We live in a world where, thankfully, a great number of autistic people can be heard! We can type out our thoughts and others can read them for instance, like with this flash blog. There is a lot more understanding of autism now, than at any other time in history – and that is mainly because autistic people can be accessed, can be spoken to, can be listened to.  It is not because Autism Speaks has gone around telling everyone that autism exists – that is awareness, not understanding. What our children need, is understanding. Just like what all children need. That need does not diminish because a child or person is autistic. We are 100% human, not despite our autism, but with it.

If we decide that Autism Speaks is unethical and not fit to be involved with our children, we are not then left with no other bodies to fill the autism gap. We can search for other organisations, we can seek input from other people. We can look elsewhere.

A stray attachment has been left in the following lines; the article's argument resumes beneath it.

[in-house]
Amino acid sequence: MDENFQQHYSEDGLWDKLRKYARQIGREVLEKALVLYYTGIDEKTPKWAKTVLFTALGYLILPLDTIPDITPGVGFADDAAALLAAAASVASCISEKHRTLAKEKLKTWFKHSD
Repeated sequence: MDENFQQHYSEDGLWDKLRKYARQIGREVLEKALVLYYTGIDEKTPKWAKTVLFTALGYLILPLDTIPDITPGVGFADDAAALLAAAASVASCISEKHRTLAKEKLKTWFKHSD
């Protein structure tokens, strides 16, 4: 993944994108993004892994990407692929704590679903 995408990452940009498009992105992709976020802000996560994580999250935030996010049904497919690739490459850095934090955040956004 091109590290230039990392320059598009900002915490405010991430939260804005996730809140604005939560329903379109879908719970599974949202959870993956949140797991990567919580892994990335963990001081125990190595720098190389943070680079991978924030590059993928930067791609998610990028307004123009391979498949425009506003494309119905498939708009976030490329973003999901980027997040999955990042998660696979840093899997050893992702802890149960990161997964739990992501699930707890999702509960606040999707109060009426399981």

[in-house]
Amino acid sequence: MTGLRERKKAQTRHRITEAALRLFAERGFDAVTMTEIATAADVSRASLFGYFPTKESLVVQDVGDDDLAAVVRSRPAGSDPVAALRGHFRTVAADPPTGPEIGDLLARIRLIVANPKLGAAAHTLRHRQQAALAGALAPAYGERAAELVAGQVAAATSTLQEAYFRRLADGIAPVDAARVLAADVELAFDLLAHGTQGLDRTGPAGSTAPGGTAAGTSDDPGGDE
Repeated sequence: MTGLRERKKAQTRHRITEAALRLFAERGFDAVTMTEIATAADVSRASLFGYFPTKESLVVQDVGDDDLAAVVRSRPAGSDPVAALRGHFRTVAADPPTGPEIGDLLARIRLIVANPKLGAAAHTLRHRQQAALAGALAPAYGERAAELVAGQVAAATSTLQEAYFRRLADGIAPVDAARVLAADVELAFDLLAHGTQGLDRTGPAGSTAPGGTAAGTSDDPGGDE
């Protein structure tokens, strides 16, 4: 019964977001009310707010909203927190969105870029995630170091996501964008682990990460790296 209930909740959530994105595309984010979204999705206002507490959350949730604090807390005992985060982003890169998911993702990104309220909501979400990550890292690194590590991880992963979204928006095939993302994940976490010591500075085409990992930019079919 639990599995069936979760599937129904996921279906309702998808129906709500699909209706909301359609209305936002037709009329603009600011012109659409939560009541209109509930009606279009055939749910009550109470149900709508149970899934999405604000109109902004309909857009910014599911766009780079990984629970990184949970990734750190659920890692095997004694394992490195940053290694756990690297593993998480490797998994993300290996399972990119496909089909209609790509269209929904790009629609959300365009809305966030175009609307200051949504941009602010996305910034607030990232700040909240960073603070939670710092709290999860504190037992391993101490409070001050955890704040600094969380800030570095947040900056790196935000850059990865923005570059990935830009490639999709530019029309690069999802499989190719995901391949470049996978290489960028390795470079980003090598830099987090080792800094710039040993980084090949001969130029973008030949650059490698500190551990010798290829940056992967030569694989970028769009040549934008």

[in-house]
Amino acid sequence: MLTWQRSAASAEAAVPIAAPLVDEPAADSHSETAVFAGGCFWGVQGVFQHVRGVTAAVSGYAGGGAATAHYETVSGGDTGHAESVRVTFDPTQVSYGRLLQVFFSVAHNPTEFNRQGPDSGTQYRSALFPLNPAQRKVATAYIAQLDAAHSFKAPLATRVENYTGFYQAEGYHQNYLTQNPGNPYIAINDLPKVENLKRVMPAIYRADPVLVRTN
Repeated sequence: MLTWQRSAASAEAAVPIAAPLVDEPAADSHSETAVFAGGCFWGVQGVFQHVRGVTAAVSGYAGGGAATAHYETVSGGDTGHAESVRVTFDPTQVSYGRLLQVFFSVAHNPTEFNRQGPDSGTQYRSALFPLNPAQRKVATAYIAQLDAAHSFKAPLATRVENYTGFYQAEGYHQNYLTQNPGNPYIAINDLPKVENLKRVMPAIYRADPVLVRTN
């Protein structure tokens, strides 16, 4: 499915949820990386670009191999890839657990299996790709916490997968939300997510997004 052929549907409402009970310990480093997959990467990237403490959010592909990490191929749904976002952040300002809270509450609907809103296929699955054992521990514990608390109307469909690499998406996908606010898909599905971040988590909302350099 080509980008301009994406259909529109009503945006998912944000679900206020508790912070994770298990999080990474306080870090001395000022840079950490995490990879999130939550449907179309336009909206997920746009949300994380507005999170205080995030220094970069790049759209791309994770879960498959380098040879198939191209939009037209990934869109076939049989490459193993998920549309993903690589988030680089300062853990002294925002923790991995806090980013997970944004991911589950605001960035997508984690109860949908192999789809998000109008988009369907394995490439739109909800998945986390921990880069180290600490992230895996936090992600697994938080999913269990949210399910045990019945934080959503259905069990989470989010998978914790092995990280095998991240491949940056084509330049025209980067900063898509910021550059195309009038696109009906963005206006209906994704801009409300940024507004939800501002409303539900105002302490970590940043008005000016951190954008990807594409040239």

And so, I would like to implore you, whomever reads this – please reassess your partnership with Autism Speaks. Please question the needs of autistic children who watch Sesame Street. Please question the messages you will be sending to both the autistic and the non-autistic children who watch Sesame Street. Please consider that one day, these non-autistic children may become parents to autistic children. Please consider the messages you will be sending to parents whose children have been diagnosed with autism, and who are not sure how to discern between information about autism that is received. Please simply consider ethics, with the same means and the same lens as you seem to have done throughout the rest of the history of your program.

Autism Speaks is not the only path to inclusion of autistic children. And autistic children deserve more respectful representation. They deserve a better choice than Autism Speaks.

Above:  Me, in two photographs, pictured with my family. We are Autistic, we are in need of support, and we are deserving of respect.